In hisOn the Origin of Species by Means of Natural Selection, Charles Darwin (1859) theorized that evolutionary theory would change the foundation of psychology. Although many researchers have appreciated Tinbergen’s (1963) four fundamental questions concerning the ontogeny and casual mechanisms of cognition, and the phylogeny and functions of cognitive skills, only in recent years have all of the divided subdisciplines of psychology started to implement evolutionary principles into their literature and research (Fitzgerald and Whitaker, 2010). Comparative psychologists have developed new techniques to probe the cognitive mechanisms underlying animal behavior, and they have become increasingly skillful at adapting methodologies to test diverse species (MacLean et al., 2012; Vonk and Shackelford, 2012). However, the schemata of ordering learning classes is still flexible (Reznikova, 2012), and it is possible that some forms of learning are not yet discovered. The most promising field here is studying how advanced intelligence interacts with inherited preparedness in a wide variety of animal minds. It is known that individual adaptive behavior involves different kinds of learning together with innate behavioral patterns. Development of ethology, comparative psychology, and behavioral ecology enabled researchers to bundle together “innate” and notinnatetraitswhenconsideringanimalcognition(BatesonandMameli,2007;Haldane, 1946; Marler, 2004; Reznikova, 2007). Researchers of animal cognition discovered a great deal of cognitive adaptations, tightly connected with species’ modes of survival in their ecological niches. Members of many species, both vertebrates and invertebrates, demonstrate sophisticated cognitive abilities within relatively narrow domains. Examples include extraordinary classificatory capacities in pigeons (Herrnstein and Loveland, 1964; Huber, 1995; Watanabe, 2009) and honey bees (Mazokhin Porshnyakov, 1969; MazokhinPorshnyakov and Kartsev, 2000; Menzel and Giurfa, 1999), abilities of groupretrieving ant species to grasp regularities, use them for flexible coding and “compression” of information to be transferred to their nest mates, and even add and subtract small numbers in order to optimize their messages (Reznikova and Ryabko, 1994, 2011; Ryabko and Reznikova, 1996, 2009), the ability to memorize and recognize many mates by facial features in paper wasps (Sheehan and Tibbetts, 2011; Tibbetts and Dale, 2007), huge data storage in food caching birds and mammals (Shettleworth, 1998), manifestations of “theory of mind” (Bugnyar and Kotrschal, 2004; Emery and Clayton, 2004), logic and counting (Smirnova, Lazareva, and Zorina, 2000) and sophisticated tool use (Kacelnik, Chappell, Weir, and Kenward, 2006) in corvids, and so on. It is a challenging problem for comparative psychologists to understand to what extent these cognitive adaptations can be attributed to flexible learning abilities versus innateness. To solve this problem, different forms of learning should be investigated in natural situations in which animals can perform their innate behavioral repertoire, together with flexible components of their behaviors. Considering that insects, at least social hymenopterans, hold particular places of honor in studies of sophisticated cognitive abilities of animals, they can serve as good models for investigating different forms of learning within a functional and evolutionary framework. Certain forms of associative learning are considered basic elements of animal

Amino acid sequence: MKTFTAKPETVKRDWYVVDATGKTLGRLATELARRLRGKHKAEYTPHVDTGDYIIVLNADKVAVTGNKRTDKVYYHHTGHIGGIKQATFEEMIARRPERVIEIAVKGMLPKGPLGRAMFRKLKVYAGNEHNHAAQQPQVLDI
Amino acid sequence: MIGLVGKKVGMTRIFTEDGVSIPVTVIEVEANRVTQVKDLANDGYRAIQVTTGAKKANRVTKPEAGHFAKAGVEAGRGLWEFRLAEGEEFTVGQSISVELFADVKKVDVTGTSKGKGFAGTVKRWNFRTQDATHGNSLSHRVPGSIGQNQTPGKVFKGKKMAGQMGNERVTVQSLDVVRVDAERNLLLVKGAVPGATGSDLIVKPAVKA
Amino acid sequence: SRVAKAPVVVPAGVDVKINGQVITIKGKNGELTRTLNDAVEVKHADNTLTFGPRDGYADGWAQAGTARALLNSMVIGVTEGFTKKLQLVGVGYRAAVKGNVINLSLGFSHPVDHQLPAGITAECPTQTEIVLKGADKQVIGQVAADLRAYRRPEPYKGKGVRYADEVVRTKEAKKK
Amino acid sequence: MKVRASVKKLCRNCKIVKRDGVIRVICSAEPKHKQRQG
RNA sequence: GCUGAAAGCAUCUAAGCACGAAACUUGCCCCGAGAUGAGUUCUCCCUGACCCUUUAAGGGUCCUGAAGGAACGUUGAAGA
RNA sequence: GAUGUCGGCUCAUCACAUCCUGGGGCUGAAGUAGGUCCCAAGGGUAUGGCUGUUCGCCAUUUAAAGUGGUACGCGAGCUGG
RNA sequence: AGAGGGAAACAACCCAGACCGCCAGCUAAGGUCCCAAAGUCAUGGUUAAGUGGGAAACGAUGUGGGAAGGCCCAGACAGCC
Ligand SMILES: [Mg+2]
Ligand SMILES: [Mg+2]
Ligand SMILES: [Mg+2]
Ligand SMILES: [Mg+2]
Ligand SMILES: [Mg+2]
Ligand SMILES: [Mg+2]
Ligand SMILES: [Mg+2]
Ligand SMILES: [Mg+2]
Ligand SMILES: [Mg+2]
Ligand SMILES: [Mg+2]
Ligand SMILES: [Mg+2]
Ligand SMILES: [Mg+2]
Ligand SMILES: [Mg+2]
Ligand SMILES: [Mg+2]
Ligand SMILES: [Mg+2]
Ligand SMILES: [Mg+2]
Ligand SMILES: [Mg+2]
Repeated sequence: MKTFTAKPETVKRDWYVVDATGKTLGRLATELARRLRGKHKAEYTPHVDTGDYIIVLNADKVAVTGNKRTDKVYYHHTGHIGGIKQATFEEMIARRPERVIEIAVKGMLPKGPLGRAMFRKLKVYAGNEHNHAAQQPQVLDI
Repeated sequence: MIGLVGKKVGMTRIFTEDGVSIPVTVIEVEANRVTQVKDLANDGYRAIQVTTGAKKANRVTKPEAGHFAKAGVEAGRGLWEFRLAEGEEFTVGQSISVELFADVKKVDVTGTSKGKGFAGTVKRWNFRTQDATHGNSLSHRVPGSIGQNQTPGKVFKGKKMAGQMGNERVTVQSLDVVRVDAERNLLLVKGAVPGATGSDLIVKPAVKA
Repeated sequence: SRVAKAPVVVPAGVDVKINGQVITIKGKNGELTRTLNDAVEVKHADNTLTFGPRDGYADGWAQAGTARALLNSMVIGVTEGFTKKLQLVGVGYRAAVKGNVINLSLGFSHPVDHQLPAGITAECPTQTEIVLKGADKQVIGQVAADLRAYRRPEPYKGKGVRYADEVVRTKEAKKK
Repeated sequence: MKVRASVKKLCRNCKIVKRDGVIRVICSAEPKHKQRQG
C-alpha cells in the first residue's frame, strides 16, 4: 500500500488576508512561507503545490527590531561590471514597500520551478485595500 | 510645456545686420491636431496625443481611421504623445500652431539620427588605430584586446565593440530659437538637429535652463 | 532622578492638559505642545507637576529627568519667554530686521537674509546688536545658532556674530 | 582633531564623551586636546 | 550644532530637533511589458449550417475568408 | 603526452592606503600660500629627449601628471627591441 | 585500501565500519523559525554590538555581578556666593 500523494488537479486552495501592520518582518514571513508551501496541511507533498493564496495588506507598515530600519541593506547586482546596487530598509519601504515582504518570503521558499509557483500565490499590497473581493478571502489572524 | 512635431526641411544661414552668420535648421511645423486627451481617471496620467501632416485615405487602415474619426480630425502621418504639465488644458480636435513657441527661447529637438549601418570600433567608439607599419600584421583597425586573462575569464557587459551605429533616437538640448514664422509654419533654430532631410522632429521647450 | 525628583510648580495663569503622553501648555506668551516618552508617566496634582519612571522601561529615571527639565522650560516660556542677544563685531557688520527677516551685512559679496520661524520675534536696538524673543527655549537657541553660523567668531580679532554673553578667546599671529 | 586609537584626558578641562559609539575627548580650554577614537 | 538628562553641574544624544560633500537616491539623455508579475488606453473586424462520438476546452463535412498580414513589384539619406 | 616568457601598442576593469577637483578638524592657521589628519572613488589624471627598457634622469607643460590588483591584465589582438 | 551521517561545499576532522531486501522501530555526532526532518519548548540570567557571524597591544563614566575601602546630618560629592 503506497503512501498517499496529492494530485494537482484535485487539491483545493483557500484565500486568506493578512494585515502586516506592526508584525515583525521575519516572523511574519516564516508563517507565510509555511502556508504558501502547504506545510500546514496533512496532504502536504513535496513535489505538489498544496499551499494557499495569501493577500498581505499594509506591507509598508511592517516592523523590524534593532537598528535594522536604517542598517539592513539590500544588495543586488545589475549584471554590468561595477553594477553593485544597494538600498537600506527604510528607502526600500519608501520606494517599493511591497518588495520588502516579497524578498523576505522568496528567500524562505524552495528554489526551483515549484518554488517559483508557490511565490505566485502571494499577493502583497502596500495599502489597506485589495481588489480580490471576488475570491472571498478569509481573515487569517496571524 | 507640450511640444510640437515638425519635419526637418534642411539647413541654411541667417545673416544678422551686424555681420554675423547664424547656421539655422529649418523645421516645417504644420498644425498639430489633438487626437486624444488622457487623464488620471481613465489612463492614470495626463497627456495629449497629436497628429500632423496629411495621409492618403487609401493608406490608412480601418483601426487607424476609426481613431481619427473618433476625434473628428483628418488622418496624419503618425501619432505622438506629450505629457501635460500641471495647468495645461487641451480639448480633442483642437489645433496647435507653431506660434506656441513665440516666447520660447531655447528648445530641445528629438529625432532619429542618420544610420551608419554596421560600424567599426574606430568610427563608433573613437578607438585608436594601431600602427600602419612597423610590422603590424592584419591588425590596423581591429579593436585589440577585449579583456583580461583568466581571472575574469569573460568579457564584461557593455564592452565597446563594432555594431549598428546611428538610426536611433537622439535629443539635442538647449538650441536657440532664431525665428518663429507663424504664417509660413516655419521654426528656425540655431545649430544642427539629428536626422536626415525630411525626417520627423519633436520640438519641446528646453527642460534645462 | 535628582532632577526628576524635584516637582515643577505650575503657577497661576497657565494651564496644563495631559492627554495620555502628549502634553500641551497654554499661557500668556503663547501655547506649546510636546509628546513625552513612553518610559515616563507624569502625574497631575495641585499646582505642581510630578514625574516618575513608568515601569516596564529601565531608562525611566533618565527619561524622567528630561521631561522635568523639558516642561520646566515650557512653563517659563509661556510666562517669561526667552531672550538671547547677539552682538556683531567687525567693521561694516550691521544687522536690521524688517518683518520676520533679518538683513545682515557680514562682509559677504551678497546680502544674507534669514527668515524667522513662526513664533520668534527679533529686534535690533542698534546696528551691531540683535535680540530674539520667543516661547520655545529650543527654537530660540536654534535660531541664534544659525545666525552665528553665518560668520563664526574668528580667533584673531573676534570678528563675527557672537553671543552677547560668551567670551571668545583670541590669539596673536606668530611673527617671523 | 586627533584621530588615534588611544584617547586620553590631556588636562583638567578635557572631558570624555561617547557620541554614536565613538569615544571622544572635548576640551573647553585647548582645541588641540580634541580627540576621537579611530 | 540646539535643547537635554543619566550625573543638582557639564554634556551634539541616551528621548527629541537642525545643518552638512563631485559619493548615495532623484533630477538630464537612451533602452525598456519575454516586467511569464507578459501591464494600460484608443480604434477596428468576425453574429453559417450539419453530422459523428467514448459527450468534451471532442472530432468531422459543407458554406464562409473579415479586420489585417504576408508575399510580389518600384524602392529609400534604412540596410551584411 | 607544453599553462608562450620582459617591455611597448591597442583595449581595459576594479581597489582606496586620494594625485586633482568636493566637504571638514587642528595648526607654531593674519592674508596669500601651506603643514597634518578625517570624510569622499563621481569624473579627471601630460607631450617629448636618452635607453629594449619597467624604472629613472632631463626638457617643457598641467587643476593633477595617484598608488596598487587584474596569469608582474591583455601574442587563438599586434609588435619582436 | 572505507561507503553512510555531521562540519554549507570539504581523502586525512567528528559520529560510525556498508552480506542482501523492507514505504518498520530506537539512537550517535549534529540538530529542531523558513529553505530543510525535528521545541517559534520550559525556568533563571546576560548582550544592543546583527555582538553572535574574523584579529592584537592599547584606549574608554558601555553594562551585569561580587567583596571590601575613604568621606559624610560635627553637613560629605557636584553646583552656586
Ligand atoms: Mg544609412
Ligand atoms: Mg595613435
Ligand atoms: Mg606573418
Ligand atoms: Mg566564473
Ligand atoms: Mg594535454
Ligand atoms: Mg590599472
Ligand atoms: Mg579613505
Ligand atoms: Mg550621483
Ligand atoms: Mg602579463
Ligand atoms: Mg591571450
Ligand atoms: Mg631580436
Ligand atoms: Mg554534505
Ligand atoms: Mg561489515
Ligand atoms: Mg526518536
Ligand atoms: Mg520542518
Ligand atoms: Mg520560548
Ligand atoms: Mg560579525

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cognition (Wasserman and Miller, 1997). Associative learning is necessary when animals have to learn something new, from the simple paring of one stimulus with another (or with a motor pattern) to learning complex sequences of acts. Until the classic studies of Schneirla (1929) on maze learning in ants, it was repeatedly suggested that insects show little or no learning (Hollis and Guillette, 2011). However, longterm studies make clear that associative learning appears to be universal within insects. There are many examples in the literature on associative learning in insects, particularly in Hymenoptera (including parasitoids, solitary and social wasps and bees, as well as ants), Orthoptera (cockroaches, grasshoppers, locusts, crickets), Lepidoptera (moths, butterflies), Diptera (flies) and some others (for detailed reviews see Hollis and Guillette, 2011; Matthews and Matthews, 2009). To study “elementary” Pavlovian conditioned responses to rewarded stimuli such as odors and tastes, the standard assay was elaborated based on the proboscis extension responses of a harnessed bee which is restrained in an experimental apparatus in a way that resembles Pavlov’s experiments with dogs (Bitterman, Menzel, Fietz, and Schafer, 1983; Carcaud, Roussel, Guirfa, and Sandoz, 2009; Frasnelli, Vallortigara, and Rogers, 2010; Reinhard, Sinclair, Srinivasan, and Claudianos, 2010; Takeda, 1961). Similar “Pavlovianlike” conditioning protocols were elaborated for cockroaches based on their “antennaprojection response” (Lent and Kwon, 2004) and for ants based on their “maxillalabium extension” response (Guerrieri and d’Ettorre, 2010). All studied species quickly learned to associate visual cues through classical conditioning with rewarded odors. Freely walking bees (Chaffiol, Laloi, and PhamDelègue, 2005; Sandoz, Laloi, Odoux, and PhamDelègue, 2000) and ants (Dupuy, Sandoz, Giurfa, and Josens, 2006) successfully learned to associate an odor with food and approached that odor in a Ymaze. More complex examples concern the ability of honey bees to associate a rewarded smell exposed to them in a hive with their way back to the food in the field using visual clues to guide them (Reinhard, Srinivasan, Guez, and Zhang, 2004), as well as complex maze negotiations in ants (Cammaerts and Lambert, 2009; Karas and Udalova, 2001; Reznikova and Ryabko, 1994). Although recent publications have demonstrated that insects can serve as good models for investigating universal regularities of learning, there are several limitations in the literature on insect learning. First, despite the fact that learning studies cover a wide range of insect species, some families, though promising, have not attracted much attention. For example, learning abilities of the species belonging to the order Coleoptera (beetles) are still underestimated, and very few experimental investigations have been conducted on these insects. In particular, it has been revealed recently that mealworm beetles possess the ability to estimate numerosity ratios within four (Carazo, Font, Forteza Behrendt, and Desfilis, 2009). From carabids (ground beetles), although they live in almost every terrestrial habitat on earth and possess long life spans and complex and rather flexible behavior (for a review, see Kotze et al., 2011), as far as we know, only Pterostichus melanariushas been studied for its learning abilities (Plotkin, 1979). Members of this species performed poorly in the maze which, possibly, caused aversion in insect cognitivists for many years. Second, in many learning studies of insects the training environment is very different from the animals’ natural environments. However, we think that simulating insects’ daytoday problems, as it was done in the experiments with honey bees (e.g., Collett, Harland, and Collett, 2002; Giurfa, 2003) and ants (Reznikova and